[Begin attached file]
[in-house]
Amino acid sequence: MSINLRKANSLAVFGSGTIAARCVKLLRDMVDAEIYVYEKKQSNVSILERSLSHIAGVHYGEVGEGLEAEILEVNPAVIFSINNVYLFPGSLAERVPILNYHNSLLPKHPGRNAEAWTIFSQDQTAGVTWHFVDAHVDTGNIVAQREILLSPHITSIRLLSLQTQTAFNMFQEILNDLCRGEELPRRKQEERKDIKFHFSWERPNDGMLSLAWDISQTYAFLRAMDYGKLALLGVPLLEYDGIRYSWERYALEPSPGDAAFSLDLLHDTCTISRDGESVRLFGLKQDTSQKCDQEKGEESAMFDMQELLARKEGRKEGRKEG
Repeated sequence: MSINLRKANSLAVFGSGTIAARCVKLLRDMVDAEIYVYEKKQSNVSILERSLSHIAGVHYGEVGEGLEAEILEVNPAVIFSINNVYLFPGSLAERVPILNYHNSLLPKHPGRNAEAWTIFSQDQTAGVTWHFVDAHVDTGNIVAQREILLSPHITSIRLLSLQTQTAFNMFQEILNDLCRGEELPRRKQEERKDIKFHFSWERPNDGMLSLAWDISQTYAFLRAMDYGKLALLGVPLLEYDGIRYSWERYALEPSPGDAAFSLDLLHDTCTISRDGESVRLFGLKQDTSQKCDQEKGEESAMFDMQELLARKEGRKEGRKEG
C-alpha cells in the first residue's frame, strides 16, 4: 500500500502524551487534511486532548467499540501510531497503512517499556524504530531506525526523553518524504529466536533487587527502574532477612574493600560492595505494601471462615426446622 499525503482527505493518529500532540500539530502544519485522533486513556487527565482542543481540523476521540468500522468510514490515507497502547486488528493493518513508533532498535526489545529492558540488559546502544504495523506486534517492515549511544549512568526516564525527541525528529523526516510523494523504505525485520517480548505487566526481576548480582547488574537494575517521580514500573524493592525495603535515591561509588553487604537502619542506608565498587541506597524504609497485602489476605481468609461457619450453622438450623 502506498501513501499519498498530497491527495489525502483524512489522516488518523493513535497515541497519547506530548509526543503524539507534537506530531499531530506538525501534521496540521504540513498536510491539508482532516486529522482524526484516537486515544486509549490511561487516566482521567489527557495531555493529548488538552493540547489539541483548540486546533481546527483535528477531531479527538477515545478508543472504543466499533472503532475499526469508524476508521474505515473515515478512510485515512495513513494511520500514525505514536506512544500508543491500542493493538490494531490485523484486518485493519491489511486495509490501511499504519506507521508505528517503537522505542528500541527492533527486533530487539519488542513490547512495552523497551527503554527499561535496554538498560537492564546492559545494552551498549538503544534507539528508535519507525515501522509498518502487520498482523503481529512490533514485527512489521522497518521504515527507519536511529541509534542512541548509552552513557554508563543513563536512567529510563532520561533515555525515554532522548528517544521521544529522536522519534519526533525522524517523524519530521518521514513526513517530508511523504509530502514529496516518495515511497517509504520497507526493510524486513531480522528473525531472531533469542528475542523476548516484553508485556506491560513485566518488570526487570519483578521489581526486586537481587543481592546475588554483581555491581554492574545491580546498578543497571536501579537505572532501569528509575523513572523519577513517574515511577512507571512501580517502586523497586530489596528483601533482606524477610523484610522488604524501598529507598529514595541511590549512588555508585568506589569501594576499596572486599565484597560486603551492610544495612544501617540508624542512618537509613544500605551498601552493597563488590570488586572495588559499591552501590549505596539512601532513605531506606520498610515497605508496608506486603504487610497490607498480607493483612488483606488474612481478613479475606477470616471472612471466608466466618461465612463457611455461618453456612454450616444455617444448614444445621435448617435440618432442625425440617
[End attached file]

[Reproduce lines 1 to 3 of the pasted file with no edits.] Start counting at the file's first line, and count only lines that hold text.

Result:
[in-house]
Amino acid sequence: MSINLRKANSLAVFGSGTIAARCVKLLRDMVDAEIYVYEKKQSNVSILERSLSHIAGVHYGEVGEGLEAEILEVNPAVIFSINNVYLFPGSLAERVPILNYHNSLLPKHPGRNAEAWTIFSQDQTAGVTWHFVDAHVDTGNIVAQREILLSPHITSIRLLSLQTQTAFNMFQEILNDLCRGEELPRRKQEERKDIKFHFSWERPNDGMLSLAWDISQTYAFLRAMDYGKLALLGVPLLEYDGIRYSWERYALEPSPGDAAFSLDLLHDTCTISRDGESVRLFGLKQDTSQKCDQEKGEESAMFDMQELLARKEGRKEGRKEG
Repeated sequence: MSINLRKANSLAVFGSGTIAARCVKLLRDMVDAEIYVYEKKQSNVSILERSLSHIAGVHYGEVGEGLEAEILEVNPAVIFSINNVYLFPGSLAERVPILNYHNSLLPKHPGRNAEAWTIFSQDQTAGVTWHFVDAHVDTGNIVAQREILLSPHITSIRLLSLQTQTAFNMFQEILNDLCRGEELPRRKQEERKDIKFHFSWERPNDGMLSLAWDISQTYAFLRAMDYGKLALLGVPLLEYDGIRYSWERYALEPSPGDAAFSLDLLHDTCTISRDGESVRLFGLKQDTSQKCDQEKGEESAMFDMQELLARKEGRKEGRKEG